Category: March 25

  • INTERNATIONAL DAY OF REMEMBRANCE OF THE VICTIMS OF SLAVERY AND THE TRANSATLANTIC SLAVE TRADE – March 25

    INTERNATIONAL DAY OF REMEMBRANCE OF THE VICTIMS OF SLAVERY AND THE TRANSATLANTIC SLAVE TRADE

    Each year on March 25th, the International Day of Remembrance of the Victims of Slavery and the Transatlantic Slave Trade is set aside to honor and remember those who suffered and died at the hands of slavery. The day also raises awareness about the dangers of racism and prejudice.

    Between the 16th and 19th centuries, up to 17 million slaves were transported against their will from Africa to the Americas. Up to 2.4 million slaves died during the voyage. Millions more died soon after their arrival in the New World. Most of the people who were enslaved and transported came from Central and West Africa.

    The first people to engage in the transatlantic slave trade were the Portuguese. In 1526, the Portuguese made the first slave voyage across the Atlantic Ocean to Brazil. Other Europeans followed suit. The British, French, Dutch, and the Danes became major slave-trading nations.

    Despite the fact they were human beings, shipowners treated slaves like cargo. They shipped the slaves as quickly and cheaply as possible. Upon their arrival in the Americas, agents sold the slaves to work on plantations, as well as mines, rice fields, and as domestic servants.

    In 1807, Britain passed the first legislation banning the slave trade. By 1815, the British pressured the Netherlands, France, Spain, and Portugal to do the same. Five years later in 1820, the United States made slave trading punishable by the death penalty.

    The selling, transporting, and owning of slaves is considered one of the worst violations of human rights the world has ever experienced. The United States officially abolished slavery in the United States in 1865. However, racial segregation and prejudice against African Americans continue to this day.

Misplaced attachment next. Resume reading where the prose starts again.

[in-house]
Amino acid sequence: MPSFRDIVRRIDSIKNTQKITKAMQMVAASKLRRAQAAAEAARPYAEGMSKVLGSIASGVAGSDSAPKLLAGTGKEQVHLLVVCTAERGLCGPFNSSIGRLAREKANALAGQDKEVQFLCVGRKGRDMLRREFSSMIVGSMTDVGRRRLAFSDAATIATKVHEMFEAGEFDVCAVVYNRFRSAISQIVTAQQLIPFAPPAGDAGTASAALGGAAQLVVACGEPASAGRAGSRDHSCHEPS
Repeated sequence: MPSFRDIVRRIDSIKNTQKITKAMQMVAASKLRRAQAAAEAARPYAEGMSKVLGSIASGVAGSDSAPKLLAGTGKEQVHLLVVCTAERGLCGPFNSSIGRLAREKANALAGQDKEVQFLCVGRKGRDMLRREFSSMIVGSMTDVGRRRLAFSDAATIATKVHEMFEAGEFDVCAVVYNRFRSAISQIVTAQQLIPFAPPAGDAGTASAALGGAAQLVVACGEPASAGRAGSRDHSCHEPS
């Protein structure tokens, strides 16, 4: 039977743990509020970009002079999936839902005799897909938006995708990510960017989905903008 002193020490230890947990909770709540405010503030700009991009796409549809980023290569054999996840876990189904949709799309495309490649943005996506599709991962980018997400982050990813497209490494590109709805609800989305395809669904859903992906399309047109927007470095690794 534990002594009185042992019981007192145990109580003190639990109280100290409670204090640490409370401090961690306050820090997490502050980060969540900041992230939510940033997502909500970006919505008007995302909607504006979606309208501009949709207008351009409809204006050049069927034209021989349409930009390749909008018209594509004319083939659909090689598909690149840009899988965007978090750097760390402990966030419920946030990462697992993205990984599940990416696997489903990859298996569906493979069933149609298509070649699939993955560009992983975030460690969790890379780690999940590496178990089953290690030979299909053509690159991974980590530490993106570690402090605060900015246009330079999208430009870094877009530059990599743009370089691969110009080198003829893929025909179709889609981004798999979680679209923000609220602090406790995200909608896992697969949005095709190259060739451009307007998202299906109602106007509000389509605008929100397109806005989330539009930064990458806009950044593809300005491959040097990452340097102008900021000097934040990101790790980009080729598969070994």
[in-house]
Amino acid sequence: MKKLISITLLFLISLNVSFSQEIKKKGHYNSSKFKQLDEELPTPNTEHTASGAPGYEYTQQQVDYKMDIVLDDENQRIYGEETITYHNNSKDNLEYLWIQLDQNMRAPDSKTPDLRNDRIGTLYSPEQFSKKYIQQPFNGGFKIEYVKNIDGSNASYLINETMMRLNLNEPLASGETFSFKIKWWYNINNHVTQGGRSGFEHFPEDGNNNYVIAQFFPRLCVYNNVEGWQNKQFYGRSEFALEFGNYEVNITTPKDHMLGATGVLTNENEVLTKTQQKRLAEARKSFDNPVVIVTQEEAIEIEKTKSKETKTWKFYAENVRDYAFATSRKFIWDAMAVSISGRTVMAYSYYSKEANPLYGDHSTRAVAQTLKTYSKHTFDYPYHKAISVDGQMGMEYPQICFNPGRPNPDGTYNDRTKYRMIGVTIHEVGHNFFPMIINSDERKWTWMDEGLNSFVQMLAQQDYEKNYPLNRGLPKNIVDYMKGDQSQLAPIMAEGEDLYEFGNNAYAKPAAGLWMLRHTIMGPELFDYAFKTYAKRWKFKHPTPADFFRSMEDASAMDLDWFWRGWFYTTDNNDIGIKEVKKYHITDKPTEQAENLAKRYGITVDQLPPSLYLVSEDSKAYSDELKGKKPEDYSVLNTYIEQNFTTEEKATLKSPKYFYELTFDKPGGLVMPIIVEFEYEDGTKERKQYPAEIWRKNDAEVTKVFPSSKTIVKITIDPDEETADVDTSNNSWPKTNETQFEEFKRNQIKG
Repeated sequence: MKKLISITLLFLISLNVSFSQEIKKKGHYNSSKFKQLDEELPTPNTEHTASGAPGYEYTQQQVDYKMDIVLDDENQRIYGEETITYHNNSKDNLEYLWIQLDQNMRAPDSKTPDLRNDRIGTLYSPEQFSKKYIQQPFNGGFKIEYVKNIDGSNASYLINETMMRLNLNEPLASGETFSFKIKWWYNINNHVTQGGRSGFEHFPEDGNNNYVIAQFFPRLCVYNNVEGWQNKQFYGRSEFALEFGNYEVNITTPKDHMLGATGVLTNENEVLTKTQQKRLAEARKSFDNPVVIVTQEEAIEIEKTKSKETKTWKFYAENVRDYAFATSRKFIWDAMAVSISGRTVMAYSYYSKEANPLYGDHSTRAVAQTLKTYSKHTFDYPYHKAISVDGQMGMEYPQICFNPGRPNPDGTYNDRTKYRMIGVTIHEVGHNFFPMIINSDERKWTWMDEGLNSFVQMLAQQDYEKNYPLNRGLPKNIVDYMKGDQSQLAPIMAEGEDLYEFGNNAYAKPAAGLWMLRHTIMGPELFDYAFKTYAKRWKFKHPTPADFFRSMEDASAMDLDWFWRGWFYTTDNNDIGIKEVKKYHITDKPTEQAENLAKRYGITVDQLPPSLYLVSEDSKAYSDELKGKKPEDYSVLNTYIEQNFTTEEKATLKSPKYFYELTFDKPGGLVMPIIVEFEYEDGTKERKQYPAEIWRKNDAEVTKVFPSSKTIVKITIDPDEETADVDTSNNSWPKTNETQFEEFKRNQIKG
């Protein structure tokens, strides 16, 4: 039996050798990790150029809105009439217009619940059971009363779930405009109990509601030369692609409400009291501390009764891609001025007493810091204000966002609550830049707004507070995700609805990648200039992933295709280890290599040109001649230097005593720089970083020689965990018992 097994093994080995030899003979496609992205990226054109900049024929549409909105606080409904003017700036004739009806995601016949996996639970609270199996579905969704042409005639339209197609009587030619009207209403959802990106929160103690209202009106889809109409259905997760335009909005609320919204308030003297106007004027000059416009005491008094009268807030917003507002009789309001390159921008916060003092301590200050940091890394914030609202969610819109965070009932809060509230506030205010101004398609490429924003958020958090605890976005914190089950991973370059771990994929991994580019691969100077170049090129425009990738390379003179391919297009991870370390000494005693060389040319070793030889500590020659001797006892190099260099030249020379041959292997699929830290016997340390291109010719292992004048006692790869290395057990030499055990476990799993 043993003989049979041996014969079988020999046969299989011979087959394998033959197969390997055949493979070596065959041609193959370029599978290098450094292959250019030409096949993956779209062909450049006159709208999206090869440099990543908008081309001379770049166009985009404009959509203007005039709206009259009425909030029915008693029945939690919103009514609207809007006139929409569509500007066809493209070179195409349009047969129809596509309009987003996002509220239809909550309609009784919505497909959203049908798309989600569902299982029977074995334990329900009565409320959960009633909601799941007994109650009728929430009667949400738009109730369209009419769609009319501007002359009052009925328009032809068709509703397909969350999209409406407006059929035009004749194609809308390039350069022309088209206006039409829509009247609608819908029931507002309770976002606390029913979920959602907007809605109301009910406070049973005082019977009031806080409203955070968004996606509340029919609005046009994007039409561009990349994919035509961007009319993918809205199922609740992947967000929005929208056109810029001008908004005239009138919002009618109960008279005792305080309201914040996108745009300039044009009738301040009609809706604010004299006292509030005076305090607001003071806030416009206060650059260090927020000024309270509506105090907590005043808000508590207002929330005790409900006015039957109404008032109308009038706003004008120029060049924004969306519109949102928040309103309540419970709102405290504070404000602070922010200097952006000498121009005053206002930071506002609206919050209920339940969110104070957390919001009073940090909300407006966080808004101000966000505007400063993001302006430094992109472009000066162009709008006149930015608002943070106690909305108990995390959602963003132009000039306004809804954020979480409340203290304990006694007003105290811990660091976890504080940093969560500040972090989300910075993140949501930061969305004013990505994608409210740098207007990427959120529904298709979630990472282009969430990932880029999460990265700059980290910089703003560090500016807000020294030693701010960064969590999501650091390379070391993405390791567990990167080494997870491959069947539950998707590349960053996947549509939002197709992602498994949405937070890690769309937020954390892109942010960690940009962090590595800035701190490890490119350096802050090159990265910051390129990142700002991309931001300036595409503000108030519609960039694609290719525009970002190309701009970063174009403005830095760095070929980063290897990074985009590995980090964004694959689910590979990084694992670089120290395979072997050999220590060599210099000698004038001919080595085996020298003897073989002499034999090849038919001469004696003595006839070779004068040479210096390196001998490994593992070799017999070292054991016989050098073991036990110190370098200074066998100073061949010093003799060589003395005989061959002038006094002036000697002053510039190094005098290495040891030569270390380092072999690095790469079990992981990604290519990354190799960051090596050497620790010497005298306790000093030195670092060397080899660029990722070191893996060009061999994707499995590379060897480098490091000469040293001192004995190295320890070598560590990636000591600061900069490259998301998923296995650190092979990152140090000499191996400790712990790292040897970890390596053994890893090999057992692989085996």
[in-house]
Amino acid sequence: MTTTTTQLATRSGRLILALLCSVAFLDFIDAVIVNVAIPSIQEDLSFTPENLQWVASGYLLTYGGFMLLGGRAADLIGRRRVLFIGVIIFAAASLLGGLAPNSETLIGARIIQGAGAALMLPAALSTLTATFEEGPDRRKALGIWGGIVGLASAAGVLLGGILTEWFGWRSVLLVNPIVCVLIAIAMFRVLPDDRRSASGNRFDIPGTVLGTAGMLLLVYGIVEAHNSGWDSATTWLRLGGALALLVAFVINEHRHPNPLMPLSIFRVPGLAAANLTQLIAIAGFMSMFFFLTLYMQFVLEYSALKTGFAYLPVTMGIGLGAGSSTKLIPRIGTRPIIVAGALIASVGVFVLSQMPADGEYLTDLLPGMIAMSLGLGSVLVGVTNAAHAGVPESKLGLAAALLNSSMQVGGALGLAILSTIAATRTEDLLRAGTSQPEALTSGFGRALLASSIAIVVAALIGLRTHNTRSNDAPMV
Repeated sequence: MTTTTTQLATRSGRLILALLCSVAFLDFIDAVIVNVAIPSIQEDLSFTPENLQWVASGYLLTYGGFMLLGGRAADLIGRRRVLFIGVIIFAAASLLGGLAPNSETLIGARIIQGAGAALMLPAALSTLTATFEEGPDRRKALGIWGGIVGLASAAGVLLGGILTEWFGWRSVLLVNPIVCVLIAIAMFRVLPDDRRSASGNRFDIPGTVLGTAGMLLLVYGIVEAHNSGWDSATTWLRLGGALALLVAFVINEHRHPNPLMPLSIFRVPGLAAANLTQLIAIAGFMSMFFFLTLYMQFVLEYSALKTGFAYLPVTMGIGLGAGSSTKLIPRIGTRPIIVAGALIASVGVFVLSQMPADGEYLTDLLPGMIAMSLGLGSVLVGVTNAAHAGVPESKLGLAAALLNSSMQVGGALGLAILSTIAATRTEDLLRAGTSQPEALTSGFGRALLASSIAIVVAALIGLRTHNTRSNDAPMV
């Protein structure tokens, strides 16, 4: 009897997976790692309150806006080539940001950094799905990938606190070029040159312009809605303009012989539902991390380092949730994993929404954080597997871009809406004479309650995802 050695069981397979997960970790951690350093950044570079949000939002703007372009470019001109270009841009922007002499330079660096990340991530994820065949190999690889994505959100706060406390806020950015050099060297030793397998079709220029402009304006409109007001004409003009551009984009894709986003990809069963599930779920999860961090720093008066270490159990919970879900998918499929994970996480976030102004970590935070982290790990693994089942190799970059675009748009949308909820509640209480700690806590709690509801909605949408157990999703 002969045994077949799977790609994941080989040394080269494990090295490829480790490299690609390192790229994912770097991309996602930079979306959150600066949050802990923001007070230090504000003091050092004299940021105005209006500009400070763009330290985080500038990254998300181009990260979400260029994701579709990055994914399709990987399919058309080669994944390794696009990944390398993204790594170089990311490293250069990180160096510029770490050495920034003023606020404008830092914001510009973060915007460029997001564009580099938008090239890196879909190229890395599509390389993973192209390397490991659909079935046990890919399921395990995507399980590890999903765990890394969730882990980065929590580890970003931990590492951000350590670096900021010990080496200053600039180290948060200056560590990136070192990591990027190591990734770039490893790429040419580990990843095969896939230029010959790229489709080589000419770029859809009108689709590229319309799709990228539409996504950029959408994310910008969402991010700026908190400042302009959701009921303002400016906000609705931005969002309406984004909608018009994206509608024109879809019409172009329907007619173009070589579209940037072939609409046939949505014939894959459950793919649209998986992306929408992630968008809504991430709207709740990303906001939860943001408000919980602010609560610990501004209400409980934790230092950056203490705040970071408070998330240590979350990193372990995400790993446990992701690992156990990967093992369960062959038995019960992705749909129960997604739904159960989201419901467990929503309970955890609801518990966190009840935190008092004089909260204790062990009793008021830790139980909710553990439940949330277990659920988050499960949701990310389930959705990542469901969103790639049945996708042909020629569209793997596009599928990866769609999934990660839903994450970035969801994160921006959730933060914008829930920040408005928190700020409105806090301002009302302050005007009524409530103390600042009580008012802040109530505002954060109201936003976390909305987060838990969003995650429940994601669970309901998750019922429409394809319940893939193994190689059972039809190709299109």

HOW TO OBSERVE

    To commemorate this day, many universities and human rights organizations host exhibits, lectures, and discussions. Study the transatlantic slave trade and the implications it had on Africa and the entire world. You can also watch the movie Amazing Grace. The film is based on the true story of House of Commons member William Wilberforce, whose life ambition was to end the slave trade in Britain.

    HISTORY

    On December 17, 2007, the UN General Assembly designated March 25th as the International Day of Remembrance of the Victims of Slavery and the Transatlantic Slave Trade. The commemorates the day in 1807 when the House of Commons and the House of Lords passed the Abolition of the Slave Trade Act. On March 25th, 2015, the UN unveiled a permanent memorial called the Ark of Return. The memorial was erected at the UN Headquarters in New York City to remember those who suffered and died during the slave trade.